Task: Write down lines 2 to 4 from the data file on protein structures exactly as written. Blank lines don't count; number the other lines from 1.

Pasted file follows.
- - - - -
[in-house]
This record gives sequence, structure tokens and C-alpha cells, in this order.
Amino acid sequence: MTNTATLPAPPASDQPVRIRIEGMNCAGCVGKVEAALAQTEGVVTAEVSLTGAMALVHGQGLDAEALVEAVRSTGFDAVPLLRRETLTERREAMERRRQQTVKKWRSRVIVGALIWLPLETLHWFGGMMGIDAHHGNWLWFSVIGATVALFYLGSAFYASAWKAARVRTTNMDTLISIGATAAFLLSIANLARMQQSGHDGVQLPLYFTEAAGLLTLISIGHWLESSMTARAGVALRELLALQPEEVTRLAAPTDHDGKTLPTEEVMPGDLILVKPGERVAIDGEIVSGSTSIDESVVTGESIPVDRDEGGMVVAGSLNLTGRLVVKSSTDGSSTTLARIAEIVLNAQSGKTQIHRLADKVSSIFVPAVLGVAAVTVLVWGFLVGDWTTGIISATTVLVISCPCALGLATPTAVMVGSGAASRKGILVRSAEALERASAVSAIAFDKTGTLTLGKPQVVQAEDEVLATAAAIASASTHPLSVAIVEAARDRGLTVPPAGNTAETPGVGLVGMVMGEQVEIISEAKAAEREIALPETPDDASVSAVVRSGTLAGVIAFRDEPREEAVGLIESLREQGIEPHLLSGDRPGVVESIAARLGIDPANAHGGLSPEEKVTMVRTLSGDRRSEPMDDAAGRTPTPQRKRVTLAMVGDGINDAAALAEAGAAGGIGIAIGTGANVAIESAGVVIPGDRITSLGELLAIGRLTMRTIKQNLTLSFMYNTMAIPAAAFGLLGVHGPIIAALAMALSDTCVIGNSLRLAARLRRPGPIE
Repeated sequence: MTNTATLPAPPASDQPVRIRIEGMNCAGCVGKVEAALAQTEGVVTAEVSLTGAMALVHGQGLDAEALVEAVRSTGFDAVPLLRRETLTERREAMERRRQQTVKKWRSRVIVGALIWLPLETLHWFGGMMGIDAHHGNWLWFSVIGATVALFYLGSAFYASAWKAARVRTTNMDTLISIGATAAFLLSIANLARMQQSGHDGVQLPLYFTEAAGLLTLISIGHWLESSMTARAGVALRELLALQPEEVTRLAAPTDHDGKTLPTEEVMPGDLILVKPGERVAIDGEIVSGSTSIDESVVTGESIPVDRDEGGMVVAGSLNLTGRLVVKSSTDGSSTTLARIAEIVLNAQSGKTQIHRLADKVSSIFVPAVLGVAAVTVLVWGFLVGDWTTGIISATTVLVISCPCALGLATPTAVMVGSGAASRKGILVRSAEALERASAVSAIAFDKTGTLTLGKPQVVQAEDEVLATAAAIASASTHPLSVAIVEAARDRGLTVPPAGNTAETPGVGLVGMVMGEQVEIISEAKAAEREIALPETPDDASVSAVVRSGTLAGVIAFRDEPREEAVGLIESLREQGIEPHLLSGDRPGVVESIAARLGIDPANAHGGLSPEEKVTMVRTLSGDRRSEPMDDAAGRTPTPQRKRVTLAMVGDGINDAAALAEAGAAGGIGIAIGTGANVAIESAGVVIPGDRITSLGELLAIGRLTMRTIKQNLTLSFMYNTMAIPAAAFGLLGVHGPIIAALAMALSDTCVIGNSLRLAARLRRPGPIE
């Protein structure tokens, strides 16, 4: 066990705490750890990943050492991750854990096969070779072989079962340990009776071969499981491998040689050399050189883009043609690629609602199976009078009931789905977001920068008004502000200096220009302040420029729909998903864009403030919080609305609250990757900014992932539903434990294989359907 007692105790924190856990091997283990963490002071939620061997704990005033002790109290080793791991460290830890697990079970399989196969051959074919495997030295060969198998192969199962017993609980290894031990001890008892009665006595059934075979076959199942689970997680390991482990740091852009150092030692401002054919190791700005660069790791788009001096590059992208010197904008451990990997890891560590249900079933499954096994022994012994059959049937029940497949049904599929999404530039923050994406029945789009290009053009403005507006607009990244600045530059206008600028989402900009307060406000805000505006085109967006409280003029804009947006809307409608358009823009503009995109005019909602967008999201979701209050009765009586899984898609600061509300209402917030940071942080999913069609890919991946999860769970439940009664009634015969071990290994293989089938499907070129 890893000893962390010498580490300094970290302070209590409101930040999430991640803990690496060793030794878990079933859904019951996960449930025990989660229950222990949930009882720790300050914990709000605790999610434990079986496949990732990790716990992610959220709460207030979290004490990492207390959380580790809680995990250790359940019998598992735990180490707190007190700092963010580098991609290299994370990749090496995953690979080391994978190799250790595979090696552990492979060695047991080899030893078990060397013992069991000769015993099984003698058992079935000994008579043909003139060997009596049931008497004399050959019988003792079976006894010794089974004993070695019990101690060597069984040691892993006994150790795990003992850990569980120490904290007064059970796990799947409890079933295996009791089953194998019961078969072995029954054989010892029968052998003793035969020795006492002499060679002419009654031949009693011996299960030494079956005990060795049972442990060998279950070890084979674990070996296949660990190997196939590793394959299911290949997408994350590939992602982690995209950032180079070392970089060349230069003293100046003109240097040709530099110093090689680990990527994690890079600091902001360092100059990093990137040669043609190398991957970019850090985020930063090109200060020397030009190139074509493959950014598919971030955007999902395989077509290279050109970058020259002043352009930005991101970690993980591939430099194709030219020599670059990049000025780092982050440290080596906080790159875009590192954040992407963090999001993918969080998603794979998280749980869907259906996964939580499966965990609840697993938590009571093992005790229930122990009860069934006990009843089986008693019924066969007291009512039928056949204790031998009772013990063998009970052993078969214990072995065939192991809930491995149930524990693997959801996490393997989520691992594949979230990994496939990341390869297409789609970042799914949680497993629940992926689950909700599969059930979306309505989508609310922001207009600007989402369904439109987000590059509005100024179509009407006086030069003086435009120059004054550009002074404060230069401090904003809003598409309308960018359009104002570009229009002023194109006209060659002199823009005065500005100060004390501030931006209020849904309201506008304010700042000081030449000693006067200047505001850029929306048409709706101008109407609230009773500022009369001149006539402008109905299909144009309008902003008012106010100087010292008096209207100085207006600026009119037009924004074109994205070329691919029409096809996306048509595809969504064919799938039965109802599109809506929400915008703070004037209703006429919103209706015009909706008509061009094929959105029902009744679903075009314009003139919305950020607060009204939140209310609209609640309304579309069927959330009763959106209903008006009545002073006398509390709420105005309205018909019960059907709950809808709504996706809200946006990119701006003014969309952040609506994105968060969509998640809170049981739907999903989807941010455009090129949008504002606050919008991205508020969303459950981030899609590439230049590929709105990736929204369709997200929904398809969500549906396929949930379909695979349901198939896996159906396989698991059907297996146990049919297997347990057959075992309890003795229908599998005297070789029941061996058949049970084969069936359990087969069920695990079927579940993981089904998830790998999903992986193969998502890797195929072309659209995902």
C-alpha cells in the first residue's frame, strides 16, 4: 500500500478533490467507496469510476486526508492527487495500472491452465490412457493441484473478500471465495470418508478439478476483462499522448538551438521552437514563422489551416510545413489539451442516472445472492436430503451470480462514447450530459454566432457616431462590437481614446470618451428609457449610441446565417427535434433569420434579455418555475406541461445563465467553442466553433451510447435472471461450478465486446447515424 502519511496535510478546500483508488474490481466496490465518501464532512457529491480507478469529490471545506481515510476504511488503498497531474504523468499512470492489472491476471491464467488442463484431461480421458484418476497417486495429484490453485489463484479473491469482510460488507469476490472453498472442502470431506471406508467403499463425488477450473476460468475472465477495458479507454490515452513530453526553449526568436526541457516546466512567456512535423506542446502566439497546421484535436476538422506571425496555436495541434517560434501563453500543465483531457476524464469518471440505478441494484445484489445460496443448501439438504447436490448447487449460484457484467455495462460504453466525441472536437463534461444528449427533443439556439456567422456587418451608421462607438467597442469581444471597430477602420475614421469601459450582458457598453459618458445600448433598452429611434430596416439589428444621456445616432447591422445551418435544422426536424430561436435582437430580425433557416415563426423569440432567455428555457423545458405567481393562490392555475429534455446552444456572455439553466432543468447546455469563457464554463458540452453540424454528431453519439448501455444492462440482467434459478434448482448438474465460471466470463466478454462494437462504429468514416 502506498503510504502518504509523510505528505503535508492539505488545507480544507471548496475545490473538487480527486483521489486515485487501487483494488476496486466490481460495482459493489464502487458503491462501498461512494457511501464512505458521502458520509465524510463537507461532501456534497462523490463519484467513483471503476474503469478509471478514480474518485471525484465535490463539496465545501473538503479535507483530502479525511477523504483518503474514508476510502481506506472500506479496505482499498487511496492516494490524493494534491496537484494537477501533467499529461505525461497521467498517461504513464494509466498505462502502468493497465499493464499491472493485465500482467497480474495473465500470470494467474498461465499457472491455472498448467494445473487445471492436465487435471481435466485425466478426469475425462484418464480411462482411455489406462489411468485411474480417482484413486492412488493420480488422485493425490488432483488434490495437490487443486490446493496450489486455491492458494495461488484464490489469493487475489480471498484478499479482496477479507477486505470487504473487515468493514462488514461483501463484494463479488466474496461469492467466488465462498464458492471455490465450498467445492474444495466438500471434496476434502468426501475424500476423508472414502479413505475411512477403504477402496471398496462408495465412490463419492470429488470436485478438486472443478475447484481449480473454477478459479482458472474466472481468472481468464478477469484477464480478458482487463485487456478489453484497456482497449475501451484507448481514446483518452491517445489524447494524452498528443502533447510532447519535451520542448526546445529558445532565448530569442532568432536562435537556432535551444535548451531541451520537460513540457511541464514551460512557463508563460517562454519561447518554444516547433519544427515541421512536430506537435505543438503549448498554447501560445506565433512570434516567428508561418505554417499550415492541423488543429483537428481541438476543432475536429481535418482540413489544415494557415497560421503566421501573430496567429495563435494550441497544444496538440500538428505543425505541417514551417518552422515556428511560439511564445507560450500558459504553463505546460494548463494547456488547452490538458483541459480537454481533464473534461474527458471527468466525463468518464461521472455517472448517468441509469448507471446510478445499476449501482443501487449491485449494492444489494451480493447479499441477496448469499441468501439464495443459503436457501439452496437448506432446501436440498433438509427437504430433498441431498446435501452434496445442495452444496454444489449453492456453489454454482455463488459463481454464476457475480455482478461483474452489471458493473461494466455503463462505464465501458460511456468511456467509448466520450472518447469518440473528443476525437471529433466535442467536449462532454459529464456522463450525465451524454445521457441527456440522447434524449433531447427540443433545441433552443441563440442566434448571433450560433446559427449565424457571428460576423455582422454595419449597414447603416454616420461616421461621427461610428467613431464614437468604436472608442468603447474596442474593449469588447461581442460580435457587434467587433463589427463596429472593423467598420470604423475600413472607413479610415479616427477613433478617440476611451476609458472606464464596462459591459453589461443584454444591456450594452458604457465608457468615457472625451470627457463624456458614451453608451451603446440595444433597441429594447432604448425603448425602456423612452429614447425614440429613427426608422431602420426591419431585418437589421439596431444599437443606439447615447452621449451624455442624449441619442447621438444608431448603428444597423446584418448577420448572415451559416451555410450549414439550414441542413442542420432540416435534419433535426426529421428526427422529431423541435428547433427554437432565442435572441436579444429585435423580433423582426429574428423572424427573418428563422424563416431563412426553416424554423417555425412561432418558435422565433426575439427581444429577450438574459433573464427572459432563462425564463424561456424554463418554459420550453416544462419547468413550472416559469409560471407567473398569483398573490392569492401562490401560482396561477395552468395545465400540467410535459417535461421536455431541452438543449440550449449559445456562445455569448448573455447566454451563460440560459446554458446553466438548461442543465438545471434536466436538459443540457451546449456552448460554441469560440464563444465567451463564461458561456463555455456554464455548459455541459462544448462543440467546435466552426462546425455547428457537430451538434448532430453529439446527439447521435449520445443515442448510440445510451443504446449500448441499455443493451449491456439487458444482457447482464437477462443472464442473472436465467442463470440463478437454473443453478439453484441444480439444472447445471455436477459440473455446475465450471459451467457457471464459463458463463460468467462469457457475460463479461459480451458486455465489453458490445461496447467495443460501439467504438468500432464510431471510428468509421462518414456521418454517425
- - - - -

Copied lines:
This record gives sequence, structure tokens and C-alpha cells, in this order.
Amino acid sequence: MTNTATLPAPPASDQPVRIRIEGMNCAGCVGKVEAALAQTEGVVTAEVSLTGAMALVHGQGLDAEALVEAVRSTGFDAVPLLRRETLTERREAMERRRQQTVKKWRSRVIVGALIWLPLETLHWFGGMMGIDAHHGNWLWFSVIGATVALFYLGSAFYASAWKAARVRTTNMDTLISIGATAAFLLSIANLARMQQSGHDGVQLPLYFTEAAGLLTLISIGHWLESSMTARAGVALRELLALQPEEVTRLAAPTDHDGKTLPTEEVMPGDLILVKPGERVAIDGEIVSGSTSIDESVVTGESIPVDRDEGGMVVAGSLNLTGRLVVKSSTDGSSTTLARIAEIVLNAQSGKTQIHRLADKVSSIFVPAVLGVAAVTVLVWGFLVGDWTTGIISATTVLVISCPCALGLATPTAVMVGSGAASRKGILVRSAEALERASAVSAIAFDKTGTLTLGKPQVVQAEDEVLATAAAIASASTHPLSVAIVEAARDRGLTVPPAGNTAETPGVGLVGMVMGEQVEIISEAKAAEREIALPETPDDASVSAVVRSGTLAGVIAFRDEPREEAVGLIESLREQGIEPHLLSGDRPGVVESIAARLGIDPANAHGGLSPEEKVTMVRTLSGDRRSEPMDDAAGRTPTPQRKRVTLAMVGDGINDAAALAEAGAAGGIGIAIGTGANVAIESAGVVIPGDRITSLGELLAIGRLTMRTIKQNLTLSFMYNTMAIPAAAFGLLGVHGPIIAALAMALSDTCVIGNSLRLAARLRRPGPIE
Repeated sequence: MTNTATLPAPPASDQPVRIRIEGMNCAGCVGKVEAALAQTEGVVTAEVSLTGAMALVHGQGLDAEALVEAVRSTGFDAVPLLRRETLTERREAMERRRQQTVKKWRSRVIVGALIWLPLETLHWFGGMMGIDAHHGNWLWFSVIGATVALFYLGSAFYASAWKAARVRTTNMDTLISIGATAAFLLSIANLARMQQSGHDGVQLPLYFTEAAGLLTLISIGHWLESSMTARAGVALRELLALQPEEVTRLAAPTDHDGKTLPTEEVMPGDLILVKPGERVAIDGEIVSGSTSIDESVVTGESIPVDRDEGGMVVAGSLNLTGRLVVKSSTDGSSTTLARIAEIVLNAQSGKTQIHRLADKVSSIFVPAVLGVAAVTVLVWGFLVGDWTTGIISATTVLVISCPCALGLATPTAVMVGSGAASRKGILVRSAEALERASAVSAIAFDKTGTLTLGKPQVVQAEDEVLATAAAIASASTHPLSVAIVEAARDRGLTVPPAGNTAETPGVGLVGMVMGEQVEIISEAKAAEREIALPETPDDASVSAVVRSGTLAGVIAFRDEPREEAVGLIESLREQGIEPHLLSGDRPGVVESIAARLGIDPANAHGGLSPEEKVTMVRTLSGDRRSEPMDDAAGRTPTPQRKRVTLAMVGDGINDAAALAEAGAAGGIGIAIGTGANVAIESAGVVIPGDRITSLGELLAIGRLTMRTIKQNLTLSFMYNTMAIPAAAFGLLGVHGPIIAALAMALSDTCVIGNSLRLAARLRRPGPIE